In an emergency petition
filed with the FCC, T-Mobile accuses AT&T and Verizon of hoarding spectrum for anti-competitive benefit, then over-charging consumers via usage caps the company argues aren't technically necessary. To hear T-Mobile tell it, AT&T and Verizon then use their duopoly power to hoard spectrum to limit competitors, then charge those under-positioned competitors an arm and a leg for roaming connectivity -- jacking up prices for everyone in the process.
T-Mobile is urging the FCC to force companies like AT&T and Verizon to offer roaming connectivity to competing companies for significantly lower rates. Consumer costs were recently cut in half after European Regulators capped roaming rates
In a comment filing supporting T-Mobile
, consumer groups like Public Knowledge key in on the fact that not only do usage caps allow AT&T and Verizon to undermine net neutrality while kacking up costs, they deter usage of content and services entirely, which is good for nobody:
T-Mobile’s evidence also shows that these artificially high data roaming rates and resulting bandwidth caps keep people from using broadband to its full potential. In 2011 PK warned in a paper called “4G Magic Beans” that bandwidth caps made it impossible to do all the important stuff 4G LTE supposedly lets you do. T-Mobile provides evidence that users with capped or throttled broadband use 20x-30x less broadband than users with uncapped broadband. T-Mobile has also said that 37% of subscribers don’t use streaming media because they fear going over their bandwidth caps.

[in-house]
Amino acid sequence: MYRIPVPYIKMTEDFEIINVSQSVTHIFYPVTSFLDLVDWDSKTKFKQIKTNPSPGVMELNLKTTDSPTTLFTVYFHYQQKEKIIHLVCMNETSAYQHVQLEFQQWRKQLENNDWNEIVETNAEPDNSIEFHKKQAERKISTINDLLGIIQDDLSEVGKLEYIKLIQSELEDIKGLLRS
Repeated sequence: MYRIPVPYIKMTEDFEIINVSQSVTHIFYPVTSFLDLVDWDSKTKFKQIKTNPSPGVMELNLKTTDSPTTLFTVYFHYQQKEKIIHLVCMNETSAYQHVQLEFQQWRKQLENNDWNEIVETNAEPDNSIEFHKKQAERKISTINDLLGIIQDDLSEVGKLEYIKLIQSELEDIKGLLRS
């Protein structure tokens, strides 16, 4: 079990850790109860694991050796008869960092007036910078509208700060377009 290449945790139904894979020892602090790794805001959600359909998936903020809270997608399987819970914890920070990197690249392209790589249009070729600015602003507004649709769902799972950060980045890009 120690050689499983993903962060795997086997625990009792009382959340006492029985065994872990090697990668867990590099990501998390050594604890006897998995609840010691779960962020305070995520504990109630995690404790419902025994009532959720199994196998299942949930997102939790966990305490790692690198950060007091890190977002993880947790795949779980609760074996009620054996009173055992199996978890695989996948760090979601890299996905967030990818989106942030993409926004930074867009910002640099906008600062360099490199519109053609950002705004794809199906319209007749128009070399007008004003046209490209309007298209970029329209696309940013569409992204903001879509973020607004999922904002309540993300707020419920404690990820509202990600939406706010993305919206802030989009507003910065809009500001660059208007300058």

T-Mobile isn't exempt from blame, Public Knowledge noting that T-Mobile can't really declare caps to be competitively problematic one day, then in the next breath be oblivious to the potential issues with their recent decision to exempt certain music applications
Last year, T-Mobile CEO John Legere explained that its throttling plan would only come into play if a subscriber was hurting other customers’ experience. Yesterday’s announcement reveals that justification was – to use one of Legere’s catchphrases – bullshit. If there is network congestion, data from a music app blessed by T-Mobile into the unmetered lane is no less responsible than any other type of data. Granting some data but not others special network privileges flies in the face of the reasoning that T-Mobile was using for throttling a year ago.
The fact that new services can be voted into the unmetered lane will provide little comfort to music services that are not already large or those without a business development relationship with T-Mobile. For disruptive startups that aspire to grow, counting against T-Mobile’s cap will act as a drag on their ability to get customers – exactly the customers the startup would rely on to vote them into the unmetered lane. For music services that are proudly niche – community radio stations WFMU and KCRW both have great apps with strong followings here at PK – their fate is to be left out of this agreement entirely.
Of course to hear AT&T and Verizon tell it, this is all total fantasy, and the best course of action is to leave everything precisely as it is.